I am currently taking a Resilience Skills: Positive Psychology Course through the University of Pennsylvania.  Professor Karen Reivich talks about thinking traps.  Our thoughts become our emotions and reactions and truly set the stage for how resilient we can be.

The thinking traps she mentions are Mind Reading, Me, Them, Catastrophizing and Helplessness.

In the Mind Reading thinking trap, you believe you know what others are thinking and expect them to know what you are thinking.  This leads to disappointment and feeling down when things don’t go as planned.  Communication is key because if we clarified what others were saying and shared our side of the story, things would turn out better.

In the Me thinking trap, you feel that you are the sole cause of the problem.  You are not smart enough, not accomplished enough, not connected enough, not organized enough.  You also feel that you are the cause of the problems of those around you.  This can lead to guilt and sad thoughts.  If we realize that there are many factors that affect any given situation and that we have the power to control our thoughts and choose where to take action, we can move in the right direction.

In the Them thinking trap, you feel that other people or situations are the sole cause of the problem.  Others are inept, work has set us up for failure, and nothing goes our way.  This can lead to anger, blowing up and quitting.  If we see that we can’t control what others do or say but can only control our thoughts and actions, this can help us walk through the fire, grow and succeed.  We must own our own story.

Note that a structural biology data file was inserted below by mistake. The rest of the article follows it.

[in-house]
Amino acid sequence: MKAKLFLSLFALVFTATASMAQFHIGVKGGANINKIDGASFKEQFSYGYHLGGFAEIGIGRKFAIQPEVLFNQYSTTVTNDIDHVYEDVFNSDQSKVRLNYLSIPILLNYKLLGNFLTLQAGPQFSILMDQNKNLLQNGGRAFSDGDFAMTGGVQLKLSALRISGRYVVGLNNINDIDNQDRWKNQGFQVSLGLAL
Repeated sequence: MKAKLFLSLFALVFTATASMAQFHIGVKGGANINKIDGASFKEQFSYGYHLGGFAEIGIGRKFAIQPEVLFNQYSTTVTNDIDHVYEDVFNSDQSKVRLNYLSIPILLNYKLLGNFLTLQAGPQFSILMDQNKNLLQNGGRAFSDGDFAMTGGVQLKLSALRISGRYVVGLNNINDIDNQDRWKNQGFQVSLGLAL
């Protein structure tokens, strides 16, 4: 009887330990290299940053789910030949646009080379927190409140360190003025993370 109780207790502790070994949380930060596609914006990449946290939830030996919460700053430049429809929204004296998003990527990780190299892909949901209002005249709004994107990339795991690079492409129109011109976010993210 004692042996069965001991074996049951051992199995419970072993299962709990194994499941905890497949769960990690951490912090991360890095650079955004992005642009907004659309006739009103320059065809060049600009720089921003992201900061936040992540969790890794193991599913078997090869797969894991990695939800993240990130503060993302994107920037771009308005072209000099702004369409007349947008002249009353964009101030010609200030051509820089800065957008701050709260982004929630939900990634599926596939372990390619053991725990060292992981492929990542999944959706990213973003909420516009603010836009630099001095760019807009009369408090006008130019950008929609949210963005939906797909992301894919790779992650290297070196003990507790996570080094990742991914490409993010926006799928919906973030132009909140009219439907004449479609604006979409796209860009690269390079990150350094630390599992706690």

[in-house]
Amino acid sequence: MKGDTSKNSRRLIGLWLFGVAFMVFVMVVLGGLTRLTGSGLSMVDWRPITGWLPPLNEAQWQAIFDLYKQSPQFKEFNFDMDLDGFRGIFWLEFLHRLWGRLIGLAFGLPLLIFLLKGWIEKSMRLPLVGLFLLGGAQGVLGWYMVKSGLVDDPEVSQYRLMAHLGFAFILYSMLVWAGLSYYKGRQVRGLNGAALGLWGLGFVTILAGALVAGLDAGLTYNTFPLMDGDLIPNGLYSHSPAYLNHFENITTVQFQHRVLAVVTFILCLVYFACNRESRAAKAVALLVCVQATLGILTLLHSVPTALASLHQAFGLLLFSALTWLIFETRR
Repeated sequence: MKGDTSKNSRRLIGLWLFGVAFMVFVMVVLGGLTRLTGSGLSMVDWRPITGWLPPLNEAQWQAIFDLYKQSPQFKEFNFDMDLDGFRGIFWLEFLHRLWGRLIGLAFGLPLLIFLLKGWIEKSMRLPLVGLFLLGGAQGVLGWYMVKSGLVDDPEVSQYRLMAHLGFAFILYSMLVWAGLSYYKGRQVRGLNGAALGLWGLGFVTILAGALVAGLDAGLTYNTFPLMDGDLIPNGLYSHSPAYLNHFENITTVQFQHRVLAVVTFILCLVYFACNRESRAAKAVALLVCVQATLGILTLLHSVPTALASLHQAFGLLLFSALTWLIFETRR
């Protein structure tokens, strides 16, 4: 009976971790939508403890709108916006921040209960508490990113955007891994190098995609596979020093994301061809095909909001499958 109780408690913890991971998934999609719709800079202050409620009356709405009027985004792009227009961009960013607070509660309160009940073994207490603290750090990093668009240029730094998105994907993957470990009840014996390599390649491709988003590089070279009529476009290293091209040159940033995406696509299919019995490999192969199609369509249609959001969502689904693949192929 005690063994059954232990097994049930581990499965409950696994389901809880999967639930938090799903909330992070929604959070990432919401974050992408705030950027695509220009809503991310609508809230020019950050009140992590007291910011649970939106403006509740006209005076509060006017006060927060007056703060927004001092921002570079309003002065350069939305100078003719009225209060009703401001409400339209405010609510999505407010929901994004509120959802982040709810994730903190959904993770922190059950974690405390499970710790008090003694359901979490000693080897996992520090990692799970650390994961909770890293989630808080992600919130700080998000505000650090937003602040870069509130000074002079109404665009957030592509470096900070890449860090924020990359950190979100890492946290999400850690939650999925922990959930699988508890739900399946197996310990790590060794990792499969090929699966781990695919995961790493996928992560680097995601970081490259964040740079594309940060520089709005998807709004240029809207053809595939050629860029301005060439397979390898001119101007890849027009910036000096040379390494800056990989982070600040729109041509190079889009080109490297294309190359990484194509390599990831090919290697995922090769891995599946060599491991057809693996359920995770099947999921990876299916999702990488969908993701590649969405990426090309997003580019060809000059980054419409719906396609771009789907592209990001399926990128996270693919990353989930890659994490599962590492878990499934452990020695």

In the Catastrophizing thinking trap, we waste all our energy thinking about worst case scenarios.  Because this happened we will get fired, get sick, lose everything and be a failure.  This can lead to anxiety and agitation causing our cortisol levels to flow and our fight or flight response at show up full force.  We think a bear is chasing us at all times.  If we frame the situation by whether it will matter in five years and only focus on what we know today and what action we can take immediately, we will be better off.

In the Helplessness thinking trap, we believe that a negative event will impact our entire lives.  That negative things are permanent and unchangeable.  That there is nothing we can do to make it better.  This makes us feel demotivated, passive, depleted and helpless.  If we focus on the fact that perspective is everything, that one situation or mistake or relationship or diagnosis does not define us, and that we can take small steps each day to make change, we will strengthen our resilience.

If we think we are succeeding, we are.  If we think we are failing, we are.  The best and the brightest are not always the ones who cross the finish line first or reach the mountain summit.  It is those who train their minds to be resilient, take lessons from mistakes and ensure the story in their head is serving them in their quest.  Breathe deep, think about the action you can take to move in the right direction, and be aware of the thinking traps that can challenge your resilience.  You have all you need to succeed.  Never give up.